Review: A Funeral in Mantova (Rick Montoya Italian Mystery #5) by David P. Wagner

Author: David P. Wagner
Publisher: Poisoned Pen Press
Publication Date: March 6th 2018
Source: ebook (given by Netgalley)


The body rolled off the planks and slipped into the water with barely a splash, quickly embraced by the steady current flowing toward the city of Mantova. It comes to rest against rocks overlooked by the grim ramparts of Castello di San Giorgio as the river Mincio flows on towards the Po and the Adriatic Sea.
Lombardy was once hotly disputed by the cities of Venice and Milan. Today it is famed for its food rather than war. But the murder of the elderly fisherman, for so it proves to be, reveals battles still rage within the region's controlled agribiz, the manufacture of cheese and cured meats by generations of local families, as well as over the best use for a parcel of land owned by the victim, Roberto Rondini, and now passing to his heirs.
Rick Montoya, an American from New Mexico self-employed as a translator in Italy, soon receives a call from the States. The US Embassy in Rome has recommended his services to wealthy Angelo Rondini, cousin to Roberto. Angelo, age seventy-eight and born in nearby Voglia, has been invited to the funeral by Roberto's daughter, Livia Guarino. Out of respect, Angelo has agreed to connect with the Italian family he hasn't seen since he was a very young boy.
Rick hires on as interpreter. And soon receives another assignment - a local cop, Inspector Crespi, linked to Rick's uncle, Commissario Piero Fontana of the Roman Questura, leads the murder investigation and asks Rick to observe and report. Rick agrees, if Angelo accepts his working undercover. And so Rick once again puts his linguistic skills to use for the local law in solving a crime.
Despite the joys and distractions of the city and its watery setting, its glorious art and architecture, and the temptations of the local cuisine and cheese culture, the investigation must probe the life of Roberto and the history of the Rondinis as well as the rivalries of the locals. Yet with all this on display, the story is stolen by two women: Angelo's American executive assistant, and Livia, the Rondini clan's new matriarch. 

*The publisher provided this book in exchange for an honest review through NetGalley.*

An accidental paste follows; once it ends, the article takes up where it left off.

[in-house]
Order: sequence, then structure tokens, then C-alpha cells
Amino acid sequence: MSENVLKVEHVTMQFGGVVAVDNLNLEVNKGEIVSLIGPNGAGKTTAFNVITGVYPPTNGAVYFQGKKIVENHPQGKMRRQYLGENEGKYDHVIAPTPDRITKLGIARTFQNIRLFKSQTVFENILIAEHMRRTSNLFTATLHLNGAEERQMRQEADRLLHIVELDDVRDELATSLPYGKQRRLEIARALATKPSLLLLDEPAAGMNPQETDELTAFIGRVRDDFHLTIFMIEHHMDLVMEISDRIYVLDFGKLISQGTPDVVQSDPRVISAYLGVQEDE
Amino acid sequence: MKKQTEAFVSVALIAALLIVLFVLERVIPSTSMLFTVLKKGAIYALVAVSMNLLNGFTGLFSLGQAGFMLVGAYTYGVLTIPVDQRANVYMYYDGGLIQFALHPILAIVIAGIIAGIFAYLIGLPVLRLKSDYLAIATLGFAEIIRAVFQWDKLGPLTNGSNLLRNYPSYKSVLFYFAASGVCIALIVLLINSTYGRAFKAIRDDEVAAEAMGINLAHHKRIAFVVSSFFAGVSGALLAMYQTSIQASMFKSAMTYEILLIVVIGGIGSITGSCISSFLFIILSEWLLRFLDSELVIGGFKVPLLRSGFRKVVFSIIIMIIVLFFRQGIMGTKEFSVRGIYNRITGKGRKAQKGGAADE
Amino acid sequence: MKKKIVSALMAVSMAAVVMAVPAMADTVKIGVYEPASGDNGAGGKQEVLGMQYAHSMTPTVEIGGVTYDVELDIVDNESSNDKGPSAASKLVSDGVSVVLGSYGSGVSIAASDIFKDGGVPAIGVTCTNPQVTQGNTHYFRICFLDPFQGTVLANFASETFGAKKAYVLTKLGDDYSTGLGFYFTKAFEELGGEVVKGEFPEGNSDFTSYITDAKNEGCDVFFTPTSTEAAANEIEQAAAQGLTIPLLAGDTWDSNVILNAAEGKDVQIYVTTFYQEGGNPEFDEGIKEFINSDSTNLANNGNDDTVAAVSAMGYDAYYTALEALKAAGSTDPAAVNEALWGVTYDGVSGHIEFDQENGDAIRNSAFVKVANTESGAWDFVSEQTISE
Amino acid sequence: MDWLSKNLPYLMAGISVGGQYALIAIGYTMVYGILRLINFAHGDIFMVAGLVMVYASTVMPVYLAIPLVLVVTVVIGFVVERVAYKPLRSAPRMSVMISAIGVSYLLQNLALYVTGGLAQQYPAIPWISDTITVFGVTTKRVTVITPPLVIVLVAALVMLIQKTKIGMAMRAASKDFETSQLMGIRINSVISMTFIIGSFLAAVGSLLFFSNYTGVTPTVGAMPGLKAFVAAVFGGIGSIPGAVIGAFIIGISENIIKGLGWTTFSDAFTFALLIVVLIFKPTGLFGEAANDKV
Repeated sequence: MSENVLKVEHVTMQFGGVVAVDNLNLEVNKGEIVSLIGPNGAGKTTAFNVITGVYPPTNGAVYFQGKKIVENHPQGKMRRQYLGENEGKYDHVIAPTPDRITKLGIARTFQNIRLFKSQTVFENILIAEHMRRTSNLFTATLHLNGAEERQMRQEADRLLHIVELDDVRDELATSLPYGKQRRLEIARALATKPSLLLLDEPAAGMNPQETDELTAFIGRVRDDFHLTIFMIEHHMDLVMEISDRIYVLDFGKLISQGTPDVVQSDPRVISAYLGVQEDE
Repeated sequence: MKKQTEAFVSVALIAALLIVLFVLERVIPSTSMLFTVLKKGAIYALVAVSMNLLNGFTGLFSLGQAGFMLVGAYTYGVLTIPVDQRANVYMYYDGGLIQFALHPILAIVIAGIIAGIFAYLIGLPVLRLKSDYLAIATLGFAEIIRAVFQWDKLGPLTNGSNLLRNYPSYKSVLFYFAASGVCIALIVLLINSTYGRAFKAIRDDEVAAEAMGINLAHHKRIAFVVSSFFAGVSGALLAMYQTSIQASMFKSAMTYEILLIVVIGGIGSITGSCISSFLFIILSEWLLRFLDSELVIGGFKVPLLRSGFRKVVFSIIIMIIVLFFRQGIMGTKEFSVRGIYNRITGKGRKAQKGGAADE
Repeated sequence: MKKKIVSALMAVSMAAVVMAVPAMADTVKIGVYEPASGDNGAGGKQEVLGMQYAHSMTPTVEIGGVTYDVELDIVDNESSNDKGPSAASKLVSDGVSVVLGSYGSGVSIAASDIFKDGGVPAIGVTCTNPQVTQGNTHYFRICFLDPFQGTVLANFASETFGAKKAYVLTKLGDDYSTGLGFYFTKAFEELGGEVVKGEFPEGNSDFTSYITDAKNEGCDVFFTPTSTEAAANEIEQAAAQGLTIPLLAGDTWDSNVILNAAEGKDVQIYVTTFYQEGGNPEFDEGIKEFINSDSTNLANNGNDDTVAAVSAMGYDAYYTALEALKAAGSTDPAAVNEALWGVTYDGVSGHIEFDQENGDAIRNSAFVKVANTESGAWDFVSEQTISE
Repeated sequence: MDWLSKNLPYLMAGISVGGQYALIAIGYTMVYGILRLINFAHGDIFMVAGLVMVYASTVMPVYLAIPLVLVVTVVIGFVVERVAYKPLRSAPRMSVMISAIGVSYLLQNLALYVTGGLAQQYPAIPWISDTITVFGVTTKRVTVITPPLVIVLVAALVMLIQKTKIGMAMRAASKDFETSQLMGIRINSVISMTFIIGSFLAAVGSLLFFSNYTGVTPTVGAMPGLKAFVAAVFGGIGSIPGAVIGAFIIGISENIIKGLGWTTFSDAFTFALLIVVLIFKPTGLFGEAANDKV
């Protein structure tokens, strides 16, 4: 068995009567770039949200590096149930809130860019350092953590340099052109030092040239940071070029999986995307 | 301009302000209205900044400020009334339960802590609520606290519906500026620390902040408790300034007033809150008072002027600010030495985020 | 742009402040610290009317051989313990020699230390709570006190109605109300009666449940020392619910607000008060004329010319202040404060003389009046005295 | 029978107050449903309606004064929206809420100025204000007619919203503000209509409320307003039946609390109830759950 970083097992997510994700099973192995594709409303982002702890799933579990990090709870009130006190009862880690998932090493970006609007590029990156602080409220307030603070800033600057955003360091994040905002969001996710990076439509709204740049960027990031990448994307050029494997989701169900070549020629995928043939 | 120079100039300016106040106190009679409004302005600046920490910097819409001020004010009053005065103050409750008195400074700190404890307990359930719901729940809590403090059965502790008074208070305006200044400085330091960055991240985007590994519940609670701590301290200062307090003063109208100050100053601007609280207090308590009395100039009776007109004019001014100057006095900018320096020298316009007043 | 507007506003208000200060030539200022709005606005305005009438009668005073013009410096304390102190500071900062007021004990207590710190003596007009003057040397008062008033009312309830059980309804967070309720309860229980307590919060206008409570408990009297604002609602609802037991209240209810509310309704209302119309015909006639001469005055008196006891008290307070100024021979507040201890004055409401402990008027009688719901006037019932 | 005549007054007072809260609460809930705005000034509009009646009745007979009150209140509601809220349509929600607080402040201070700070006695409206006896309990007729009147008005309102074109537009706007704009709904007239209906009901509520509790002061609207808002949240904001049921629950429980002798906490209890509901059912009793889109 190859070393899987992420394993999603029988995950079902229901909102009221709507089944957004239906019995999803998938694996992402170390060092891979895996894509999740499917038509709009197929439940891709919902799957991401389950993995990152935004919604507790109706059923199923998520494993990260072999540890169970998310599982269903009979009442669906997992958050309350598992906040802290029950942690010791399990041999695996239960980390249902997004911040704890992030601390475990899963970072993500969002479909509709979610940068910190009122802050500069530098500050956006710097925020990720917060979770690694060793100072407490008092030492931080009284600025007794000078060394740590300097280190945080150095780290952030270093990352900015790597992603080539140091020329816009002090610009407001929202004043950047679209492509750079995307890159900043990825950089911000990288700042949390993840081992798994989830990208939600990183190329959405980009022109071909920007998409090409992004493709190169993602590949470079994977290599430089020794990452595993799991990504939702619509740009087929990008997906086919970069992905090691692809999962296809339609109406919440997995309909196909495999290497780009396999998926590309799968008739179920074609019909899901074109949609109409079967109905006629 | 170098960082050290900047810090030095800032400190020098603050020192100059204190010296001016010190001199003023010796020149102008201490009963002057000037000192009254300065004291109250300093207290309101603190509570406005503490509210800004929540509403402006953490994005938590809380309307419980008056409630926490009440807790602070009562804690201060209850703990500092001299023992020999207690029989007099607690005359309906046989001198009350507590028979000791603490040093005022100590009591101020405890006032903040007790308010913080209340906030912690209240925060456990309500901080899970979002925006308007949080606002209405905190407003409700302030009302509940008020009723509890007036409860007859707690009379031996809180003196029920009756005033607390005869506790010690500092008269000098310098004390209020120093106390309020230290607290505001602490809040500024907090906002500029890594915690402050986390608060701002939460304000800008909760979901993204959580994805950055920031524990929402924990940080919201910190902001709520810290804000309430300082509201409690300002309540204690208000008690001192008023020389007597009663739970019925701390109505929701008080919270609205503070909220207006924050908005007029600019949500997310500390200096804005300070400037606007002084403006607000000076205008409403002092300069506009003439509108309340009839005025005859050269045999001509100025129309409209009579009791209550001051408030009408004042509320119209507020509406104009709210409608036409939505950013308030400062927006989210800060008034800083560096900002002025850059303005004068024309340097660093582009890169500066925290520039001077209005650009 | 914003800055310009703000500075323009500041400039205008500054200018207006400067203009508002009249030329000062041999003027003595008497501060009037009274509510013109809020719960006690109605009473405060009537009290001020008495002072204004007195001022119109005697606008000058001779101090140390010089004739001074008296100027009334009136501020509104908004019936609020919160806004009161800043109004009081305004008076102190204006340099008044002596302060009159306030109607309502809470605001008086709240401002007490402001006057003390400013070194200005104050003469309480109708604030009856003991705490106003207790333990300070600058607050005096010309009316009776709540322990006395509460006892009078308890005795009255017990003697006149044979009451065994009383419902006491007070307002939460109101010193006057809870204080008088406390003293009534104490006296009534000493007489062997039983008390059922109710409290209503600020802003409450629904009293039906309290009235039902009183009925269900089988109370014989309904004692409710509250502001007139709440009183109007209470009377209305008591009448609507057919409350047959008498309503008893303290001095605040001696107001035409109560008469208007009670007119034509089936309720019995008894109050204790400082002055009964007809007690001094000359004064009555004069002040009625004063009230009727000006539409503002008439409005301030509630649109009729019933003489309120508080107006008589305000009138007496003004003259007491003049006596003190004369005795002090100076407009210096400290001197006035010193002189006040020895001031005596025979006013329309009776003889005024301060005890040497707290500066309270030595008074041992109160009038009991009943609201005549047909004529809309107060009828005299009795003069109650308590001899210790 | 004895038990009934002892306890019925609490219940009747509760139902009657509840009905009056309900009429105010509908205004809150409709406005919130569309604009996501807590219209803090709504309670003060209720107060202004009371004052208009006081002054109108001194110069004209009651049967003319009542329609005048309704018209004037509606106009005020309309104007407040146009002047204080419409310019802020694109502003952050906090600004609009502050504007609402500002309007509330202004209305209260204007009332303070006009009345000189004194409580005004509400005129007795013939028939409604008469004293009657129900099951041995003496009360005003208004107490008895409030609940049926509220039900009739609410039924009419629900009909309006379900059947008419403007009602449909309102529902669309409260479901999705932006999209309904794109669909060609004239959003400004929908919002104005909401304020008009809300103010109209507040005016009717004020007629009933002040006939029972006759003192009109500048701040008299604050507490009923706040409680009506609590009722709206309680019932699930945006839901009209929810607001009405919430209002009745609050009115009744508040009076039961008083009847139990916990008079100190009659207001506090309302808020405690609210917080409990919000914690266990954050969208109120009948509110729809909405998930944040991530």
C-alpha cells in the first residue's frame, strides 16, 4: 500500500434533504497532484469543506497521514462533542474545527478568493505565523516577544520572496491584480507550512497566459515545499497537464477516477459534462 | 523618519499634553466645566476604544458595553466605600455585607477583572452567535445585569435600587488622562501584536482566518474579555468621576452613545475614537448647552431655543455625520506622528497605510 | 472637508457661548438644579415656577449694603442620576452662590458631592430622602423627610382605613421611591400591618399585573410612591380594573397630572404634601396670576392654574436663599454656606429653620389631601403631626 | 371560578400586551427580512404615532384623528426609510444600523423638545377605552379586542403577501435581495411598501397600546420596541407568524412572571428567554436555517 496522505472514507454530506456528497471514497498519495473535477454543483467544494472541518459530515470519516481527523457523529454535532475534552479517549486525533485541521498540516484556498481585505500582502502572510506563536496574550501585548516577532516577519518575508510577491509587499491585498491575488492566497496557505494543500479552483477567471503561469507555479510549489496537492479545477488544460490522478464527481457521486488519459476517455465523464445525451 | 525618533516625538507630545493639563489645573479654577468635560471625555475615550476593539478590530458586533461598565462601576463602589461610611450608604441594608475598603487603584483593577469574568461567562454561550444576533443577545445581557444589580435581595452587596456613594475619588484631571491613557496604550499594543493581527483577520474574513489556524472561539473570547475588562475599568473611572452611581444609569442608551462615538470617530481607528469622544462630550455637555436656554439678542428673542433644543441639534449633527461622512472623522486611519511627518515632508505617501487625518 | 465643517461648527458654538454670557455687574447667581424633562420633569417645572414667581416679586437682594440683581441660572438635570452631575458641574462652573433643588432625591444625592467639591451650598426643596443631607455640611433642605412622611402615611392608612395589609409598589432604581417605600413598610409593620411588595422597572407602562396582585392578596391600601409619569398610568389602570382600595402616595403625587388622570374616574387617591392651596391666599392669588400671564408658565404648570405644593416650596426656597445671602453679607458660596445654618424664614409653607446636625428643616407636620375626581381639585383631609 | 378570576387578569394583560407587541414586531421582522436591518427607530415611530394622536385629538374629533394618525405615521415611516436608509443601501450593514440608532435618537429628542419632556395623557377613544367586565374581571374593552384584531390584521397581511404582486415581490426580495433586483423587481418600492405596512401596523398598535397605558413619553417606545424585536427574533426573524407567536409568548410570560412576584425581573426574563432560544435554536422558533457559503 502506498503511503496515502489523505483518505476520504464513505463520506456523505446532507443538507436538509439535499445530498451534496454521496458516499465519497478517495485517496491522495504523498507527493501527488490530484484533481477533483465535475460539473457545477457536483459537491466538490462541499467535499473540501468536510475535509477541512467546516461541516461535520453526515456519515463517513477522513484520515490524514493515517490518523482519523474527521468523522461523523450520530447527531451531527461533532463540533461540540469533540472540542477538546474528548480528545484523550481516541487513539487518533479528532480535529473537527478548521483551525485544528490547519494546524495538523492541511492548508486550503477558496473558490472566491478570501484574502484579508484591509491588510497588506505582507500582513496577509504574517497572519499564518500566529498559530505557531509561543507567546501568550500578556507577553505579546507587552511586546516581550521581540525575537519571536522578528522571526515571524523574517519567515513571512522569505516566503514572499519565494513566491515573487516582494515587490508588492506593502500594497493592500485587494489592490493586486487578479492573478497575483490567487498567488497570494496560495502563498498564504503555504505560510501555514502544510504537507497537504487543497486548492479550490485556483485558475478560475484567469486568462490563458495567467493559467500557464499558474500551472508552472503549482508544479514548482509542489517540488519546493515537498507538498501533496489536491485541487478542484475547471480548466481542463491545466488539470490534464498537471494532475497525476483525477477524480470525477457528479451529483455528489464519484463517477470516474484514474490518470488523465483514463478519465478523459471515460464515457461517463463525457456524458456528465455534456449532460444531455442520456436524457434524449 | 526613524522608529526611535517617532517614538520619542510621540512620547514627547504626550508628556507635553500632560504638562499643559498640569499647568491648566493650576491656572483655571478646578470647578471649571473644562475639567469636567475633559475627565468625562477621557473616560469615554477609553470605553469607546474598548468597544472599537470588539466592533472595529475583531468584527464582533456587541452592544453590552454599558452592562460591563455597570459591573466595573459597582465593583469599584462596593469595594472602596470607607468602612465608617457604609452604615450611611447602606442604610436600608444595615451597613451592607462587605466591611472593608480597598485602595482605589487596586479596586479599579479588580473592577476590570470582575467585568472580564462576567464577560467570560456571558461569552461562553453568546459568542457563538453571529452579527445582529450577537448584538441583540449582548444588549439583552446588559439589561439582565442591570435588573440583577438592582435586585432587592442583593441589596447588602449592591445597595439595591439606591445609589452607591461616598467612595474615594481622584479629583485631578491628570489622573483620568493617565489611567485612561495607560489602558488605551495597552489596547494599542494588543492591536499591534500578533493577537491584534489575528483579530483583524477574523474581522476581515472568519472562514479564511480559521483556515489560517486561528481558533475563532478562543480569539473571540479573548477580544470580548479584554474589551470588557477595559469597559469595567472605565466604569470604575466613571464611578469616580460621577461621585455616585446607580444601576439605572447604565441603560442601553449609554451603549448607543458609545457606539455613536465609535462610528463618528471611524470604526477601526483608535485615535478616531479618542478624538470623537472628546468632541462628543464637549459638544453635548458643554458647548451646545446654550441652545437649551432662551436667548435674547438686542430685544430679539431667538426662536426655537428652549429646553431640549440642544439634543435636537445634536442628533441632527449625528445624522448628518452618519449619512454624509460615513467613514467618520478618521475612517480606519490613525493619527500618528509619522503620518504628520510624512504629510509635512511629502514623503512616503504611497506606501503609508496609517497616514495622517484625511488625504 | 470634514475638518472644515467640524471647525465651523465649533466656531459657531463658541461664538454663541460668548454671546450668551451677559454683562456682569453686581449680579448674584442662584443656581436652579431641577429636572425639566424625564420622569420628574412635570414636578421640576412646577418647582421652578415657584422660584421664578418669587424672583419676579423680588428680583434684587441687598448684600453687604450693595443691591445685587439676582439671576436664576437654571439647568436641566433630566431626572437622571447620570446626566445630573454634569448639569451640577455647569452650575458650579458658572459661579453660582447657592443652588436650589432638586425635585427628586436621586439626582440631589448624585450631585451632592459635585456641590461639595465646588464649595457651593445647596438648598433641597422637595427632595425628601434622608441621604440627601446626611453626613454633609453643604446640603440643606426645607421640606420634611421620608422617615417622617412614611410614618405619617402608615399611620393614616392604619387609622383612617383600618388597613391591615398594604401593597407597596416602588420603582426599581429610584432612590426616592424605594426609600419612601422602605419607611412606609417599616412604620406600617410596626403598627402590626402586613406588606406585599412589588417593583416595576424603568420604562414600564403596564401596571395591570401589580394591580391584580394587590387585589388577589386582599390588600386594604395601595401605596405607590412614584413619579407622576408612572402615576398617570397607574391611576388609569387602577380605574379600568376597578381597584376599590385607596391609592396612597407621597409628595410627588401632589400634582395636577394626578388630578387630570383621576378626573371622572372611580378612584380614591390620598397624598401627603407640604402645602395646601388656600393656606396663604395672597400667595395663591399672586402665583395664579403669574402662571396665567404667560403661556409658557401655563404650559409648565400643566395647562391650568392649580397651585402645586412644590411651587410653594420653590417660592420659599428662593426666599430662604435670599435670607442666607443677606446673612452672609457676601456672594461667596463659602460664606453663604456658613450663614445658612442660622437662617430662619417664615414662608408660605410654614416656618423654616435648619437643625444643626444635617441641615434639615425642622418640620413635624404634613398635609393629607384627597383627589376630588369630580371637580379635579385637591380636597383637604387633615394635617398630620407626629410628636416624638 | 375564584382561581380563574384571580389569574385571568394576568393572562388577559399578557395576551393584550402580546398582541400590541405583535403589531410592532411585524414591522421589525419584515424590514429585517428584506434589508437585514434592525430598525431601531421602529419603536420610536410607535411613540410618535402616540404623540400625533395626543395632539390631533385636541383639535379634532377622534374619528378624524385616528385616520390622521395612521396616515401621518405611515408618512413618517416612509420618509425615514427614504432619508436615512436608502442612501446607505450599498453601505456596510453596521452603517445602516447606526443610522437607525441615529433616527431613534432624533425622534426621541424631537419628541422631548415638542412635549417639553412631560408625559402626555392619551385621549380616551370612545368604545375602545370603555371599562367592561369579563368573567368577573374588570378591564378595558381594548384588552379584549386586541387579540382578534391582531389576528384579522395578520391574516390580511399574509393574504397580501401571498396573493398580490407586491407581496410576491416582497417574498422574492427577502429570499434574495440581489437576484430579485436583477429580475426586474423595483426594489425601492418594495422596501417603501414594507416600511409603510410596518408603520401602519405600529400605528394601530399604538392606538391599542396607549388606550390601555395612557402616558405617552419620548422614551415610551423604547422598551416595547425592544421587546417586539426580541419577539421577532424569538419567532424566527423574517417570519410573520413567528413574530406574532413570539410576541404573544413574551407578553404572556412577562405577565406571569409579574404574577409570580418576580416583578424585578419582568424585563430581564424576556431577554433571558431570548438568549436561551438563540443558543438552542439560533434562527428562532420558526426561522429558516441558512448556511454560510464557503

Roberto Rondini dies in Mantova, his heir and daughter, Livia, invites his faraway Italian-American cousin Angelo Rondini to come to his funeral. Rondini ends up accepting the invite and goes to Italy, the country where he was born but does not remember.
Rick Montoya is an American with Italian roots who works as a translator for written work but also as an interpreter to Americans and soon receives a call from the wealthy Mr Angelo Rondini's office, hiring him, for his stay in Italy. Rick's job is to allow Mr Rondini to communicate with his relatives with ease since he does not speak any Italian and they do not speak much, or even any, English.
In the midst of all of this, the mystery of Roberto Rondini's death ends up worrying and bothering both Angelo and Rick, who start trying to find out more about it. While helping the local Questura, they start unveiling the Rondini family past, which was not always great. The more they learn about the circumstances of Angelo's death the more they are convinced that is was, indeed, a murder.
A mystery book is not something that I am used to reading. Agatha Christie and Dan Brown are about half of the experience I have with crime novels and, because of that, this was a nice change of pace.
This book accomplished one of the things that I believe are one of the most important in this genre: it was not predictable. I did not see the end coming, which is always nice. I hate when I solve a mystery novel too fast and this one allowed me to delve into the unknown for almost its entirety.
The characters were believable enough, even though I believe that there were a lot of Italian clichés in action through the book which were unnecessary. I liked Rick's character but there was something lacking, I blame that on the fact that I read this book as a standalone, even though there are five books in this series before this one. (I informed myself first, it is ok to read it as a standalone novel.)
Besides some lacks here and there, this is an interesting book and I am open to reading more of the kind in a near future. If you like crime novels, food and Italy I believe you will enjoy this book.

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